By and large, this season has been a success for Didi Gregorius. He had the unenviable task of replacing Derek Jeter — I underestimated the pressure of that job — and, after some early season hiccups, Gregorius has settled in and been an asset on both sides of the ball. His defense is clearly above-average at this point and his bat has come around as well.
Gregorius is hitting .272/.321/.372 (92 wRC+) overall this year and .298/.341/.411 (108 wRC+) since June 1st while the league average shortstop has hit .255/.304/.371 (84 wRC+) in 2015. If the post-June 1st version of Didi is here to stay, the Yankees have themselves one heck of a player. A 25-year-old left-handed hitting shortstop who is above-average on both sides of the ball? That’s pretty awesome. Considering how bad he looked in April, Gregorius now appears to be one heck of an asset.
One of the biggest reasons behind Didi’s midseason offensive breakout is his newfound ability to go the other way. We’ve all seen it these last few weeks. Gregorius was hooking everything to right field earlier in the season but now feasts on left-center field. They’re aesthetically pleasing hits. He strokes the ball to the opposite field and he’s found some success doing so. Someone deserves a lot of credit for the adjustment, whether it was Didi himself or the hitting coaches or someone else entirely.
The opposite field approach has worked splendidly for Gregorius the last few weeks, though there is a still way for him to take his offensive game to the next level: turning on the inside pitch. Here’s a strike zone plot of Didi’s batted ball velocity by pitch location. The darker the red, the more above-average the exit velocity. The brighter the blue, the more below-average (via Baseball Savant):
Gregorius can handle pitches down the middle or on the outer half of the plate. He’s learned to serve those balls to left field. But the inner half? Those pitches have tied him up this year and resulted is generally weak contact. This isn’t necessarily uncommon, hitting inside pitches is hard. (Throwing them is hard too!)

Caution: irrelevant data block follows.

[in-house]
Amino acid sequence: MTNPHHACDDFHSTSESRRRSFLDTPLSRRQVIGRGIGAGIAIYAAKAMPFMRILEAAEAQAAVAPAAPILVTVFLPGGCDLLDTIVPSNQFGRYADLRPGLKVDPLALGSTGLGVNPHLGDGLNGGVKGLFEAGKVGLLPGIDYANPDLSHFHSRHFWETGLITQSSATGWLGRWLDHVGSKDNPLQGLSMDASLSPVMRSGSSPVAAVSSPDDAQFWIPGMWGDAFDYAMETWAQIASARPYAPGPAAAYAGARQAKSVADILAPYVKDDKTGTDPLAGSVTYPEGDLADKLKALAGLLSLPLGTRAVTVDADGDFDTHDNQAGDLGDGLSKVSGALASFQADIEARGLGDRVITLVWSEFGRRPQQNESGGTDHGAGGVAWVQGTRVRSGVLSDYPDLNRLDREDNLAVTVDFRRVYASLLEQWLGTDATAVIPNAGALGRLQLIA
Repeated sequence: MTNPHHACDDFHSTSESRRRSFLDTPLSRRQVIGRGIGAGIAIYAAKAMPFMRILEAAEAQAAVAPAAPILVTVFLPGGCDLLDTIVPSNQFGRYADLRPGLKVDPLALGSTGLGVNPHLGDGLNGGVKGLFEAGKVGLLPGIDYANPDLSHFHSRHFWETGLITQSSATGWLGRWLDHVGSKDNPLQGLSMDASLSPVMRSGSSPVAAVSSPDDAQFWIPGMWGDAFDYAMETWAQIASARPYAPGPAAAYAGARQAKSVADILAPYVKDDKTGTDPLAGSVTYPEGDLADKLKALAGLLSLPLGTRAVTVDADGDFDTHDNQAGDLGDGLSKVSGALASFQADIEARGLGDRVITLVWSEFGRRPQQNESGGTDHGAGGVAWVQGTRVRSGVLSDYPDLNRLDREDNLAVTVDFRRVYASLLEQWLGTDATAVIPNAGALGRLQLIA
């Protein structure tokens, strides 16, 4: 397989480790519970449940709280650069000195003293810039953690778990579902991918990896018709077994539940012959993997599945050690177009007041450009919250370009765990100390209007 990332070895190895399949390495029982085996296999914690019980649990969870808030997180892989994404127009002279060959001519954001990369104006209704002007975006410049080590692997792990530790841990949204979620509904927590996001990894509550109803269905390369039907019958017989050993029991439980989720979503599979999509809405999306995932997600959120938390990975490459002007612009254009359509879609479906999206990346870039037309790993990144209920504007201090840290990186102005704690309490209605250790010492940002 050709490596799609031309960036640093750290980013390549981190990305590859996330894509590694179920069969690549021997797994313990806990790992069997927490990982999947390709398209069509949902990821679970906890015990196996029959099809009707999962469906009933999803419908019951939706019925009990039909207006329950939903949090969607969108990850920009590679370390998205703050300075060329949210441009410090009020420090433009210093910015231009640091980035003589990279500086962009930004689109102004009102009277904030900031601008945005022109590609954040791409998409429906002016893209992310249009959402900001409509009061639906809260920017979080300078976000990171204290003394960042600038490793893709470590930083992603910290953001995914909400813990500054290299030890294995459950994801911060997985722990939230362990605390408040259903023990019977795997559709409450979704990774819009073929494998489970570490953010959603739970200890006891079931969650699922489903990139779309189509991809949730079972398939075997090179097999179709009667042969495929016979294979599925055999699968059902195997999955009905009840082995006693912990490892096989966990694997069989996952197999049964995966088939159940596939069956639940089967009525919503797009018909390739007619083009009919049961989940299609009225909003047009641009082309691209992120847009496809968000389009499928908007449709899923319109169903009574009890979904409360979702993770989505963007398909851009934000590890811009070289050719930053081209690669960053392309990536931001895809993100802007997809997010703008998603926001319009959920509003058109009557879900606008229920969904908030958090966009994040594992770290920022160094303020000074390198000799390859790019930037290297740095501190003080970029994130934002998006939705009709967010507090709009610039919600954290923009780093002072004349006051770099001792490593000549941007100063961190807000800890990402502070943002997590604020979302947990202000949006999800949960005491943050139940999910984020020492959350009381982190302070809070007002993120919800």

The Yankees just wrapped up a six-game road trip and during those six games Gregorius did indeed turn around some inside pitches and pull them with authority. He had 14 hits (!) on the six-game trip and eight were pulled to the right side of the field, including all three extra-base hits (one double, two homers). Look at the homer he hit in Atlanta:
Now this is all much easier said than done. Being able to yank inside pitches to the pull field while still maintaining that opposite field approach is a tough thing to do. Usually only the great hitters can maintain that balance, so maybe it’s unfair and unrealistic to think this is something Gregorius will one day be able to do with regularity. Right now his power comes mostly from mistake pitches, and chances are that is how it will always be.
Gregorius has made a lot of progress this season already, however. He made the adjustment to go the other away and it’s paid huge dividends. Learning how to turn on inside pitches is the next step in his offensive development, and hey, if it doesn’t happen, so be it. This current version of Gregorius is pretty awesome as it is. At 25 years old though, and as a left-handed hitter playing his home games in Yankee Stadium, learning how to pull the ball could really turn Didi into something special.